The misconceptions of depression

During one of my sessions trawling the tinternets to try and pick up my mood, I stumbled across this article.

http://www.buzzfeed.com/laurasilver/this-is-what-depression-really-looks-like#.saxL4G9Wl

It really struck a chord with me.
When you see anything about depression it will usually be accompanied by an image such as:

image

Even a Google image search for depression confirmed this:

image

But in reality you can’t even begin to second guess what someone is going through just by looking at them:

image

Be kind for everyone you meet is fighting a hard battle

At work I am known to be smiley and happy. I greet everyone I bump into in the corridors and try and talk to others when I’m making myself a drink.

What I don’t show is that in the morning I was wondering if I could even make it to work. I burst into tears telling my husband how much I hate the negative monologue that is forever playing in my mind. It is telling me ‘what is even the point in putting make-up on as it will be like polishing a turd’ or perhaps ‘why bother turning up to work as I am completely replaceable and probably wont even notice my absence’. But I manage to go through the motions of crawling out of bed, getting showered and dressed and making myself eat breakfast before struggling in.

They also don’t know that I had a terrifying panic attack on the weekend that left my husband holding me and repeating over and over that I can breathe and it will be okay. It drains me and leaves me really low for quite a while afterwards. I find it can take as much as a week to even begin to find glimmers of happiness again after a panic attack. It saps my energy and all the hope from me and leaves me running on empty. You feel that things will never get better again. I felt like I had taken a huge step backwards to perhaps where I was 6 months ago. I’ve been left wondering if I should get back in touch with my clinical psychologist to try and make sense of the world again and try and continue the progress I had previously experienced. But it is just a blip. A small relapse. I am stronger than I used to be and I am getting there.

When I’m at work I feel a lot better. I don’t have time to think and dwell on my problems. If things start to get the better of me, I will take myself out of the situation and make myself a cup of tea.
At lunch I will lose myself in a book. It takes me away from my problems and completely submerses me in this other world.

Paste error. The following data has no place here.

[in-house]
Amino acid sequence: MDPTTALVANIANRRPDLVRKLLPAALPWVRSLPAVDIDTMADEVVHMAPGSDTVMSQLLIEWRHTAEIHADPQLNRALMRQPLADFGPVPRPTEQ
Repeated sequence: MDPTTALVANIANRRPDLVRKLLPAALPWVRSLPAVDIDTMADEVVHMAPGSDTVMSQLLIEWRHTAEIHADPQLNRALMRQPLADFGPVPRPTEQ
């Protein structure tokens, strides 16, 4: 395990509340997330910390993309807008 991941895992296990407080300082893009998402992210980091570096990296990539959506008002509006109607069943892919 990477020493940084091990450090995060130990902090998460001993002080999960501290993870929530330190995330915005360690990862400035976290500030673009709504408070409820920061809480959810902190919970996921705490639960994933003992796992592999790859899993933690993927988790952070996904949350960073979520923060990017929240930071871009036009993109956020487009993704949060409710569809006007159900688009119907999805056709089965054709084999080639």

Occasionally I will go for a quick walk at lunch to clear my head and freshen myself up with some big lungfuls of sea air.

When I get home I will try and do something active. I will go for a run or do some circuit training. Something to just clear my mind and give me the happy glow of having achieved what I set out to do.
But it is difficult. When it is quiet my mind starts to notch up a gear or two and is quite vocal again. I try and keep myself busy with hobbies.

Busy hands are happy hands

The devil finds work for idle hands

When I’m feeling stressed or anxious I need to keep reminding myself that this feeling will pass. I need to do something that keeps my hands busy and occupies my mind. I will pick up a colouring book and scrawl away until I’m feeling better. I might ‘play’ something on a piano app on my tablet to really tune into my concentration (my coordination is far from ideal!). I have been wanting to have a go at sewing or cross stitch lately but it is finding the time and motivation to jump in and try it out! I also need to make more time for baking. I really love creating yummy treats as it gives an excuse to invite people over for a cup of tea and a chat.

There are many other helpful and simple suggestions in this link about what you can try when you start to feel anxious. Some I hadn’t thought of and that seem so obvious now!

http://www.buzzfeed.com/carolynkylstra/anxiety-tips

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